DIABETES IN L.A. CONTINUES TO CLIMB BLACKS, LATINOS ARE ESPECIALLY HARD HIT.
Diabetes among Los Angeles County adults continued to increase, especially among Latinos and blacks, health officials said Monday.
About 600,000 adults, or 8.8 percent of the population, reported having diabetes in 2005, the last year for which data were available. That's also up from 6.6 percent in 1997, said Dr. Jonathan Fielding, director of public health for the Los Angeles County Department of Public Health.
The survey also revealed that diabetes rates among Latinos and blacks were nearly double the rate for whites and Asians/Pacific Islanders.
But researchers believe the rate of diabetes is underreported, saying many residents may not even know they have it.
"The growing number of persons with diabetes is particularly tragic because the most common form of this disease, type 2 diabetes, can often be prevented through maintaining a healthy weight and active lifestyle," Fielding said.
Diabetes often goes hand in hand with weight. Health experts found that among adults with diabetes, 41 percent were considered obese. Between 1997 and 2005, the percent of obese adults in Los Angeles County increased from 14 percent to 21 percent.
Health officials also say the problem stems in part from residents living in low-income areas where fresh fruits and vegetables are unavailable. Residents living in dense neighborhoods where supermarkets are few and far between resort to fast-food restaurants or small, mini-markets, where produce is largely unavailable, rotten or too expensive, health officials have said.
In a San Fernando Valley health report released last month, 13 percent of all adults in 2005 said they ate five servings of fruits and vegetables a day, down from 13.2 percent in 2002 and 2003. In 2004, diabetes was the seventh-leading cause of death in the Valley, particularly among residents in Glendale, Van Nuys, North Hollywood and Pacoima.
"We need to not only stop the continuing increase in this serious disease, (but also) we need to reduce the disparities so that the disease burden does not fall disproportionately on specific groups," Fielding said.
Diagnosed with diabetes in 2001, County Board of Supervisor Zev Yaroslavsky said he hopes residents pay attention to the findings.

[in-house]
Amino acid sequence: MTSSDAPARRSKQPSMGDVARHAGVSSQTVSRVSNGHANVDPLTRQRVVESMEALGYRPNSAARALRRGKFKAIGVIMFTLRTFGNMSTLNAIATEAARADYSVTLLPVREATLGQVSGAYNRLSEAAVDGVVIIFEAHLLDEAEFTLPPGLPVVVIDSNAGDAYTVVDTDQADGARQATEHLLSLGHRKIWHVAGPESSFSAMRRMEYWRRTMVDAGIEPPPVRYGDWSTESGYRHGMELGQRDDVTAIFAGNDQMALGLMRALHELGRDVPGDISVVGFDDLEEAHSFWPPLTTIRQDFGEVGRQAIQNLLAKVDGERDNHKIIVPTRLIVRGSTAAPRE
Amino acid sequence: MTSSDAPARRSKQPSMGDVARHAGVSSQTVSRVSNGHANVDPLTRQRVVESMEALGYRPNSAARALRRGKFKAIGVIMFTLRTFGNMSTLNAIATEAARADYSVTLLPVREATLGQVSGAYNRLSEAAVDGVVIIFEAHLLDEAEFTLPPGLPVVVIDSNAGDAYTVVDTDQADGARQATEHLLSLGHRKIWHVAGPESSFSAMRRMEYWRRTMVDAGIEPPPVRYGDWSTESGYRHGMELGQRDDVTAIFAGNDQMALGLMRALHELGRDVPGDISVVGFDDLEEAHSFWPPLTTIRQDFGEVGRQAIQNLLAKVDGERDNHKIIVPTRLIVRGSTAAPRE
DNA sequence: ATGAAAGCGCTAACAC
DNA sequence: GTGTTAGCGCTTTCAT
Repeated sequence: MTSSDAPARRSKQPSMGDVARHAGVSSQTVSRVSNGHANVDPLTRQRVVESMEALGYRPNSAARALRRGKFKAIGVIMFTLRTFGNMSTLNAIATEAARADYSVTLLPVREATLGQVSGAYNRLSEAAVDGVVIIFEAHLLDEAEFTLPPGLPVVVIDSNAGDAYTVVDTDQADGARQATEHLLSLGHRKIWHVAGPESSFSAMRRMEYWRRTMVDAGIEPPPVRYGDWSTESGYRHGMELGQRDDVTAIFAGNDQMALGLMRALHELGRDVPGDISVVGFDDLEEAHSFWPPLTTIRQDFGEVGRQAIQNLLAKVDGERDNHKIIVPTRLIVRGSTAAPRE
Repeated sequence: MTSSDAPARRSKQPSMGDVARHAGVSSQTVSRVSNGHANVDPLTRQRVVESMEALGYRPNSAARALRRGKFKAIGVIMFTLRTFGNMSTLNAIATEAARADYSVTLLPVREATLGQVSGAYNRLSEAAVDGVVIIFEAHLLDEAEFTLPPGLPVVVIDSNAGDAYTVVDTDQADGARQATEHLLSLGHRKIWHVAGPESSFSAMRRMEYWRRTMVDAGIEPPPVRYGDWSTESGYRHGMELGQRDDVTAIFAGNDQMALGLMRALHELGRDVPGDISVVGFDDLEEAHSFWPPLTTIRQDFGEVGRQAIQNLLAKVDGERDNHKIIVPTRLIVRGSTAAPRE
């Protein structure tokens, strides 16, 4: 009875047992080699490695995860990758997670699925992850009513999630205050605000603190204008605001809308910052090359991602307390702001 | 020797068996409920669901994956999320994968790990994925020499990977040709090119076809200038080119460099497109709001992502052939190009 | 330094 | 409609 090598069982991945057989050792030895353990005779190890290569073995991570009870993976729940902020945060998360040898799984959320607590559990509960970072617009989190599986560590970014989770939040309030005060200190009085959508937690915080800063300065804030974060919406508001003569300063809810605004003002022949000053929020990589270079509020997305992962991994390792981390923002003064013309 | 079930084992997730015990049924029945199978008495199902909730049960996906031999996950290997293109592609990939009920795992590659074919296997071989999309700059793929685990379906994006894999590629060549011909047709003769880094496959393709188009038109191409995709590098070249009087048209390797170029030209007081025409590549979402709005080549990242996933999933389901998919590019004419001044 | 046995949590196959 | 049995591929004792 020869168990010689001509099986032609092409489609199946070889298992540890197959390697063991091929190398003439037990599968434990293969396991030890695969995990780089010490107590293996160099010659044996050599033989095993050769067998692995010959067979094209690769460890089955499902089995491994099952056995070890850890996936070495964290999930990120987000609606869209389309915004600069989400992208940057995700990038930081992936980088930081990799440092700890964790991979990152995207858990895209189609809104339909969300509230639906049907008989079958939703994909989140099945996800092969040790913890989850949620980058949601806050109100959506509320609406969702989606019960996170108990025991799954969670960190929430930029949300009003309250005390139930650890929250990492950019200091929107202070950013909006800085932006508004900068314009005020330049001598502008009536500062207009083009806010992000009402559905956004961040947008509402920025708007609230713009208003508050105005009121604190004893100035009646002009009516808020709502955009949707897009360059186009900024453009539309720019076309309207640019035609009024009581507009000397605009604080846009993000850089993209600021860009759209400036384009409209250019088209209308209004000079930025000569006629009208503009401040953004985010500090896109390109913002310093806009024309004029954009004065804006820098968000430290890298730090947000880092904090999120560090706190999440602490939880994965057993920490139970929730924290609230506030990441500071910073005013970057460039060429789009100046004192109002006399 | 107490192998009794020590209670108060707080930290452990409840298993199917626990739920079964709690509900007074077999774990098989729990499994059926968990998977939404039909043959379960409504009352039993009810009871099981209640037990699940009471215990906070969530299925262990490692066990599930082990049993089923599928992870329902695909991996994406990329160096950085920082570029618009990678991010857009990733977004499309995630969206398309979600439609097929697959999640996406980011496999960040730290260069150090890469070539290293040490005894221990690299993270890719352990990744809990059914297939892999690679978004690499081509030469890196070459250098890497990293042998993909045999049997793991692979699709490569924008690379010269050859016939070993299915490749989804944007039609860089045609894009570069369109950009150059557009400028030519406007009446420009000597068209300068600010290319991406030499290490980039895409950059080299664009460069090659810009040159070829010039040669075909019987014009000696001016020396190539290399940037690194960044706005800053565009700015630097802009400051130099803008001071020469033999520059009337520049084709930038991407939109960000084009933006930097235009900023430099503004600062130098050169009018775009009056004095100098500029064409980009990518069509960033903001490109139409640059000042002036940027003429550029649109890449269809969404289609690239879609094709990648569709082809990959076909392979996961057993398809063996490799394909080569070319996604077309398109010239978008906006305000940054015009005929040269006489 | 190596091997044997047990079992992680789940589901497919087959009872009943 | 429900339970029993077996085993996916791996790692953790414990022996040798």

"The consequences of neglecting this disease are extremely serious, including blindness, amputation, kidney failure, heart attack and stroke," Yaroslavsky said.
Among clients at the Northeast Valley Health Corporation, based in the San Fernando Valley, diabetes is becoming too common.
"It's presenting itself in the Hispanic community and we are concerned about it," said Gayle Schachne, director for the San Fernando and Santa Clarita Valley Special Supplemental Nutrition Program for Women, Infants and Children, or the WIC Program. The program is one of the largest in the nation, with 67,825 participants.
"We are concerned with the amount of sugary juices people are drinking," she said.
But dietitians with the program, operated locally inside the Northeast Valley Health Corporation, have come up with two bilingual recipe books that promote healthy food.
"It's really about taking simple foods and creating recipes such as black bean mango salsa," Schachne said. And today local women will join those from across the nation in a walk to promote breast-feeding.
"A baby that is breast-fed for a year is less likely to develop obesity, diabetes and other issues that crop up," Schachne said. "A mother who takes the time to breast-feed her baby, will really watch the way their child eats."
The public health department also is recommending several strategies to help residents change their eating habits, including stocking county vending machines with healthier snacks and drinks; increasing the availability of affordable, nourishing food at corner stores in low-income neighborhoods; and encouraging restaurants to provide nutrition information on their menus.